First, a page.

While I was on this trip, my 16-year-old American Eskimo dog started to get sick and continued getting sicker every day. On day four, while other people were trying to photograph locked talons or any action of the eagles on the Chilkat, I was distracted and sad because I had just learned that Keeshaw had died. Although he was old, this was unexpected, considering how healthy he had been up until the trip. And he passed away on November 11th, the same day that we had lost our daughter, Laura, prematurely at 18 weeks of pregnancy, 33 years earlier.
I continued to take photos, but none were action packed. However, one photo in particular evokes nostalgic emotion in me every time I look at it.
I knew that this image was a keeper, a divine symbol that Keeshaw was at peace. This photo is a treasured token of both Laura and Keeshaw, together in spirit.
After photographing this particular eagle, my focus changed. I became more interested in walking the shoreline and simply observing the behavior of the eagles and taking portrait shots that captured a special moment. Timing was everything. The magnificence of the perched eagle below on a tree stump, against a stunning backdrop of trees, with its wings spread downward for just a brief moment was breathtaking.
There was plenty of opportunity to capture tight, frame-filled portraits. Some of my favorites include the one below of eagles watching the action between other eagles.
Photographing communal roosting in the landscape provided scale and added depth to the scenes.
Bald eagles nearly went extinct during the 20th century, but, as a result of aggressive protections under the Endangered Species Act, as well as the banning of DDT, they have made a dramatic recovery. They are now protected under the Bald and Golden Eagle Protection Act and the Migratory Bird Treaty Act.
The Chilkat River is home to the eagles’ primary food source—king, sockeye, coho, pink, and chum salmon. The culture, economy, and food supply of the people of the Chilkat Valley also depend on the river’s bounty. This area was designated a state critical habitat area and, in 2019, American Rivers, an advocacy organization whose mission is to protect wild rivers, named the Chilkat River among America’s Most Endangered Rivers. The main threats are from proposed mining projects that would threaten the river’s salmon, culture, and economy. For example, the Constantine Mine could pollute the Chilkat Bald Eagle Preserve’s salmon-rich waterways, putting the bald eagles, and people who live and work in surrounding communities that depend on the salmon, at risk. Similarly, the proposed Palmer Project, a copper/zinc mine, threatens the salmon runs that have returned for millennia to the Chilkat Bald Eagle Preserve, as well as the surrounding tribes and communities. Should this project come to fruition, harmful chemicals and heavy metals would pollute the waters with toxic acid mine drainage and cause irreparable harm to the entire Chilkat Valley watershed.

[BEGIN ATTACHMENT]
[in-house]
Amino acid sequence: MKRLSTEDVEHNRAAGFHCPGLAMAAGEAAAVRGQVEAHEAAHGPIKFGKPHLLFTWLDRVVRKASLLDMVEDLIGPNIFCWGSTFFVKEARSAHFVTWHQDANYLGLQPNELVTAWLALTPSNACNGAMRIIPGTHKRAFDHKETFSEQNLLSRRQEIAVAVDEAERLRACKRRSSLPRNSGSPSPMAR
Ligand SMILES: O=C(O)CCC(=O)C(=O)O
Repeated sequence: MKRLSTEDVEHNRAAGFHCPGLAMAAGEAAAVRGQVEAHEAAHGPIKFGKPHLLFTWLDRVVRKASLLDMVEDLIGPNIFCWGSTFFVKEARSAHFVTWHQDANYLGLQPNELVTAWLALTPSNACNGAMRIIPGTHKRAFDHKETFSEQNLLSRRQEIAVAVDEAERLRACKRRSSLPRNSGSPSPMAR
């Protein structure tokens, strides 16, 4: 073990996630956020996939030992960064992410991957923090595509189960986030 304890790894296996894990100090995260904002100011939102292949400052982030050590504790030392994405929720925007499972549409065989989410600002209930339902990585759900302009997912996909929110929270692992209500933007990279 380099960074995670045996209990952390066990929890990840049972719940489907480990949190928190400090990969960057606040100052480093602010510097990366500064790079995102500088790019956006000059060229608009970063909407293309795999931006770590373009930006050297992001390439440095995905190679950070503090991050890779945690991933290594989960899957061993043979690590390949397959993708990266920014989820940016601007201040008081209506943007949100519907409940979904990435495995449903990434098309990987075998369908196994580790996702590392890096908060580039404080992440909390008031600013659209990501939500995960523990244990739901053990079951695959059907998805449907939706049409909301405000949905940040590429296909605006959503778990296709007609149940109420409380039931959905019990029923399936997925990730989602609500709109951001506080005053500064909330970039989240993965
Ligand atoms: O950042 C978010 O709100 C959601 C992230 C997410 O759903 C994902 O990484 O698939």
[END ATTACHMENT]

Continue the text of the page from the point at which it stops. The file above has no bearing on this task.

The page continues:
Besides potential mining, logging, road building, hydro-developing, high-powered commercial jet boating tours can cause erosion and disruption of the salmon habitat, weaken salmon runs, and impact the eagles. Other ongoing threats to this once-endangered species include lead poisoning from ammunition used by hunters, collisions with cars or structures, habitat destruction, and environmental pollution. Wild animals have drawn me further and further into their world. Learning about 21st-century environmental threats to animals and habitats in the places I’ve traveled has transformed me into a budding conservationist. And the more I learn, the bigger my photographic world becomes.